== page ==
January, you may agree, is not the most fun of months. With the come-down from the festive period, the introduction of diets/exercise regimes and (certainly in the UK at least) cold, dark and wet days, it can all feel a bit dreary.

However, since the 2002/03 season, January has also held a mixture of excitement, rage and despair for football fans as the ‘transfer window’ allows their clubs to buy and sell players at the mid-point of the season (see here for a report on the Summer’s spending spree). The January Sales of sport, if you will.

The window itself arises from Regulation 6 of FIFA’s Regulations on the Status and Transfer of Players which provides for only two periods during which a player may be registered at the relevant national association to play for a club, effectively limiting the transfer of players to these two periods (subject to exceptions). The periods are:

  • a maximum of 12 weeks between seasons (normally to end before the following season starts, although this is not the case in England); and
  • a maximum of 4 weeks in the middle of the season.

In England, this year’s transfer window opened on 1 January and will close at 23:00 GMT on 31 January.

It can be a period of uncertainty and difficulty for both players and clubs. Many clubs look to keep hold of their best players, while other clubs will want to sign those players to boost their own title ambitions or battles for survival. Some players may want to move away against their club’s wishes because they are unhappy or they are looking to avoid those battles for survival.

One such story coming to a head is Dimitri Payet’s future at West Ham United. Payet, a French international, signed for West Ham in June 2015. He quickly became an important player for the club, scoring 9 goals and making 12 assists in 29 Premiership games in the 2015/2016 season. In February 2016, he signed a new contract with the club tying him down until the summer of 2021.

However, recent headlines are making clear that Payet now wants out and he appears to be refusing to play or train in order to try to force West Ham’s hand. The manager, Slaven Bilic, has made clear that they do not wish to sell the player, although naturally rumours are surfacing that the club will look to recoup money on a player who refuses to play.

It is a difficult situation for all involved, but what can the club do? I wrote recently that you cannot compel a player to play for you, i.e. you cannot get an injunction to force your player onto the team bus. That applies equally here, Payet cannot be forced to play against his will.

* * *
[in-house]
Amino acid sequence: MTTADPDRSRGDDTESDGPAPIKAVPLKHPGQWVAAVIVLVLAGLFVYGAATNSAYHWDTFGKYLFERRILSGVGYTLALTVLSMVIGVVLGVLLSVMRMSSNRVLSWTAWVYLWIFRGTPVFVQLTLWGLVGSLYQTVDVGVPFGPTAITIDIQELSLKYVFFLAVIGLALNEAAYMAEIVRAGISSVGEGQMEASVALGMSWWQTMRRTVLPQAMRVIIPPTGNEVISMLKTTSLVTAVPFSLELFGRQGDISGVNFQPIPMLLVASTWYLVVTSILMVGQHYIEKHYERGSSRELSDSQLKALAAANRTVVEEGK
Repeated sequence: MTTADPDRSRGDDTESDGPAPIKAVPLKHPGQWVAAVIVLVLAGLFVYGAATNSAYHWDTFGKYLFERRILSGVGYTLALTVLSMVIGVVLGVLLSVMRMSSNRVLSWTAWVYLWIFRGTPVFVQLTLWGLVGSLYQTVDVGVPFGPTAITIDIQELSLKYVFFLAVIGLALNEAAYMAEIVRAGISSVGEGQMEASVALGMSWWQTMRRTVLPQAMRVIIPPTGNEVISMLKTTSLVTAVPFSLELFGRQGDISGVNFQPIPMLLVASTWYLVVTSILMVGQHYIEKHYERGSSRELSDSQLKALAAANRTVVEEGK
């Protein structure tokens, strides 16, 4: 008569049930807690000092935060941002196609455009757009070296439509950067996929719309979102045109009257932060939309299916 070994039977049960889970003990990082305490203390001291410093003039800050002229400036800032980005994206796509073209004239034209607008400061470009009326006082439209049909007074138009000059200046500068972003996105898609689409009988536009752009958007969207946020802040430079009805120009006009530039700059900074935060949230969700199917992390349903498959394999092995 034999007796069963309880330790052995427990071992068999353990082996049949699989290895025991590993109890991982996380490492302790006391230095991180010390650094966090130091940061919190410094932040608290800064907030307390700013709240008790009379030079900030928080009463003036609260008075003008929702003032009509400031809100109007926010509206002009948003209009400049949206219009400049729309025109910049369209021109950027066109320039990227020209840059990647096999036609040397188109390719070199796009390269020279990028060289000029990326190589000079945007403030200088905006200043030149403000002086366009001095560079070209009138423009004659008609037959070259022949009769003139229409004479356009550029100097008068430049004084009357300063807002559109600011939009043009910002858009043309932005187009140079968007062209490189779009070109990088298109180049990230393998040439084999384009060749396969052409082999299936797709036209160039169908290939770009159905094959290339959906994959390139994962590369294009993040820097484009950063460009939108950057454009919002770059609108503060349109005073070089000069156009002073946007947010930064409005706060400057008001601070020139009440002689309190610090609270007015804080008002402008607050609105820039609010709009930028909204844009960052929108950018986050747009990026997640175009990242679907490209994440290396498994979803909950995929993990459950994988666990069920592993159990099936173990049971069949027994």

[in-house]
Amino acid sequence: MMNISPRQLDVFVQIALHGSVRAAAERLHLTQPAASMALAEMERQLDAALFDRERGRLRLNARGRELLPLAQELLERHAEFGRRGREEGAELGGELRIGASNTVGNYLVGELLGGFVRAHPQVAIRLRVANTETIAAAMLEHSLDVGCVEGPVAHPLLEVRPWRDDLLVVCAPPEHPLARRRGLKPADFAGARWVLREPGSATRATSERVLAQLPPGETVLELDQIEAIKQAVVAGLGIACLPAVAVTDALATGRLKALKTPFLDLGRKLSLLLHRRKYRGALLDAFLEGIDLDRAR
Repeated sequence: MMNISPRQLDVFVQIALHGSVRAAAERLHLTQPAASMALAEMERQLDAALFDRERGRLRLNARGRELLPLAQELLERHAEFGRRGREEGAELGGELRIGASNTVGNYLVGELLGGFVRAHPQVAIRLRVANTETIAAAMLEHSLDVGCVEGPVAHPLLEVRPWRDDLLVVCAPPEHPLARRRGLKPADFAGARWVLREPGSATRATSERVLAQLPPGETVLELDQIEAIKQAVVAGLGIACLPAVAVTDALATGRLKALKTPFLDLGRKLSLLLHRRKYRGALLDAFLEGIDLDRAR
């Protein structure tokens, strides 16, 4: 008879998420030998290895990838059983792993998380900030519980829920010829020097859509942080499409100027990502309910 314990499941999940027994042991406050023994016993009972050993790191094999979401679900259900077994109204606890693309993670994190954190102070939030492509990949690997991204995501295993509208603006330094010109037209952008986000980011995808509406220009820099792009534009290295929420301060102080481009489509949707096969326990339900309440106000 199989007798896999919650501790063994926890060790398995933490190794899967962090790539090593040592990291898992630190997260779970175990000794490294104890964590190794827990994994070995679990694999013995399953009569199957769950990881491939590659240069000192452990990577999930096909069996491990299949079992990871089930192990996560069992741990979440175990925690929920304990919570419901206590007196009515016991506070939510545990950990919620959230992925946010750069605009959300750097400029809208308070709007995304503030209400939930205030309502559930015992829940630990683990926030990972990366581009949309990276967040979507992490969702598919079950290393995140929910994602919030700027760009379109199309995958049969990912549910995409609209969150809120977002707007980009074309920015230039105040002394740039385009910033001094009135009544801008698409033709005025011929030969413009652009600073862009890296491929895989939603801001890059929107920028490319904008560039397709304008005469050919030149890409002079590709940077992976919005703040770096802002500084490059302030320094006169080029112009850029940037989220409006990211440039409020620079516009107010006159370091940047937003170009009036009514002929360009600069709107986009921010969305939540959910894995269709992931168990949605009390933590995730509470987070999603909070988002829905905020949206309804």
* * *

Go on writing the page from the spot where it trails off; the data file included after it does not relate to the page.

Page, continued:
Reports suggest that Payet will be fined by West Ham through a disciplinary process. If a fair process is followed, there should be no legal issue with this. However, thinking realistically, is a fine going to make much difference considering the modern football salary? Probably more so than a written warning, but still not much.

There is a major difficulty for football clubs in this scenario when compared with other employers. Usually, an employer can simply dismiss an employee who is refusing to carry out their duties or the inherent threat of such a dismissal will prevent an employee refusing in the first place. If dismissed, the employee is left seeking a new job and the employer can seek a new recruit for the position. Recruitment costs may be annoying but a small price to pay to ensure the job is being done.

It is not so simple for a football club. Players are the most valuable assets for a club in terms of playing success (i.e. winning games, achieving promotion, winning trophies) and commercial value (i.e. image rights, shirt sales and even their own potential transfer fee). Even a player who refuses to play will retain a certain commercial value, particularly the transfer fee. West Ham would not dismiss Payet for refusing to play because then the club would lose the possibility of selling him.

Compounding the loss of value of the dismissed player, the club’s equivalent of recruitment costs will also be rather more painful than the ‘normal’ employer given they will likely need to buy a replacement for a potentially large transfer fee.

Therefore managing a situation like this is more difficult for football clubs than most employers. The easy route is to simply accept the player’s position and sell him, but then the club sets a precedent for the future which it is unlikely to want. Any player who wishes to move will simply go on ‘strike’ as per Payet, knowing the club will likely avoid the fight and simply cash in. This is particularly so if the player’s contract is close to an end, since the player can move to a new club for free at expiry of the contract.

The more difficult approach is to try to encourage the player back onto the pitch. This could be through identifying and addressing the reason that the player is unhappy in the first place or providing other assurances/incentives with a view to improving the relationship. However, this may be attempting to mend a relationship that has already irretrievably broken down.

There are a number of weeks to go before the transfer window shuts and so plenty of time for this story to rumble on. Payet may change his tune or West Ham may wait to see what offers they receive for him. One thing is for certain though, it will not be the last saga we see in a January transfer window. Fans will remain on the edge of their seats for a while yet!